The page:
Fort Frederick hosts 6th annual Market Fair

April 27, 2000|By LAURA ERNDE

BIG POOL - Jeff Welch hides his dueling two-way radios in the handmade leather bags that hang to each side of his frontiersman garb.

That's about as high-tech as he will get this weekend, running Fort Frederick's 6th annual Market Fair and Rifle Frolic.

"The old ways are still the better ways as far as I'm concerned," said Welch, 36, of Charles Town, W.Va.

Welch belongs to a 40-member group called the Patuxents, who wear copper arm bands and organize the annual fair to celebrate life as it was on the frontier between 1640 and 1840.

About 1,600 people will participate in the encampment.

Thousands more are expected to visit the camp today through Sunday to experience a simpler time in American history.

"They can learn a lot if they leave themselves open," Welch said.

Unlike many other period re-enactors, the frontier group concentrates on civilian life rather than military.


The participants wear a range of colorful dress. Some portray American Indians, wearing face paint and beads. Others come dressed head to toe in leather.

One of the main attractions at the fair are the sutlers, who sell everything from muzzleloaders to rabbit furs. There are also seminars and demonstrations.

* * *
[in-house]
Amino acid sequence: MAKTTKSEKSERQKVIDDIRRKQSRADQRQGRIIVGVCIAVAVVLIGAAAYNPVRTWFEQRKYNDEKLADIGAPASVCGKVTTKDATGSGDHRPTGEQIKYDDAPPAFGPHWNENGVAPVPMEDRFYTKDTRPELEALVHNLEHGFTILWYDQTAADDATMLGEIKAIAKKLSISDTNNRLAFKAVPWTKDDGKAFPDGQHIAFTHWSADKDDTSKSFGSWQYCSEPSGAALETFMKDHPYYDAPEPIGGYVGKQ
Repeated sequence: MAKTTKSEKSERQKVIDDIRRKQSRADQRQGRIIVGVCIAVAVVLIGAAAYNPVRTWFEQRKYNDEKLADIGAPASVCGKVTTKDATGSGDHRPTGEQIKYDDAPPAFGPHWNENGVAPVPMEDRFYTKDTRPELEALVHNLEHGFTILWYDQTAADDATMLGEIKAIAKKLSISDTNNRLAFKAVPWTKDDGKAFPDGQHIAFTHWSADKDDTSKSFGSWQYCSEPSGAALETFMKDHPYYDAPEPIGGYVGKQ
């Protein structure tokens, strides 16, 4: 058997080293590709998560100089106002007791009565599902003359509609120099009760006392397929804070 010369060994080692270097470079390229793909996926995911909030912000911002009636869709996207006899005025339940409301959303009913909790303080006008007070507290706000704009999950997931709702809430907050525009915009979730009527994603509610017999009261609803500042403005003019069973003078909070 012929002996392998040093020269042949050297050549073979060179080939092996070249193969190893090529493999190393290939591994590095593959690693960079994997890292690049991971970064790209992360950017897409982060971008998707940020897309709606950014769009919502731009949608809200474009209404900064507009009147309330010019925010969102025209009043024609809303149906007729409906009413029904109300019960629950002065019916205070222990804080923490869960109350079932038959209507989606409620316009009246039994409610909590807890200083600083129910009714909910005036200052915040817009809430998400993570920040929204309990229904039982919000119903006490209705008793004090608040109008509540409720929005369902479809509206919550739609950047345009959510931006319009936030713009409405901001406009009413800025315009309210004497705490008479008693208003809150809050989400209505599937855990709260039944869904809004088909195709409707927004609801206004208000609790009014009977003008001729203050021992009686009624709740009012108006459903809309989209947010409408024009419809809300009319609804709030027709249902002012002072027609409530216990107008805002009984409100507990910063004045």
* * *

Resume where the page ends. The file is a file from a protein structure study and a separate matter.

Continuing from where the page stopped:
For the Patuxents, the hobby is almost a way of life. One member of the group shuns computers and still uses carbon to make copies of documents, Welch said.

They have frequent gatherings and treat each other like family. When Welch's home burned four years ago, the group arrived unannounced with food and money to help him through the crisis, he said.

Welch has the responsibility of making sure the camp has enough water and wood and that the portable toilets are cleaned regularly.

The hardship is nothing like the pain and suffering people back then actually experienced just living their day-to-day lives, he said.

The fair is the largest event hosted by Fort Frederick State Park and it grows every year, said Ranger Ben Sanderson.

The camp was open to the public Thursday afternoon, but there were only a few visitors braving the cool temperatures and the threatening skies.

Perry Nelling of Mercersburg, Pa., brought his daughter, son-in-law and grandson to the fair.

"You can find anything you want here," said Nelling.

George Bayer came from Johnstown, Pa., to meet the man that built the muzzleloader he uses to go hunting.

The park will be open from 10 a.m. to 6 p.m. today, from 9 a.m. to 6 p.m. Saturday and from 9 a.m. to 3 p.m. Sunday.

There is a service charge of $3 for adults and $2 for children ages 6 to 12.

Fort Frederick was built in 1756 by the Colony of Maryland to defend its western frontier during the French and Indian War of the 1750s. It has been partially restored and is considered the best preserved, pre-Revolutionary War stone fort in North America.

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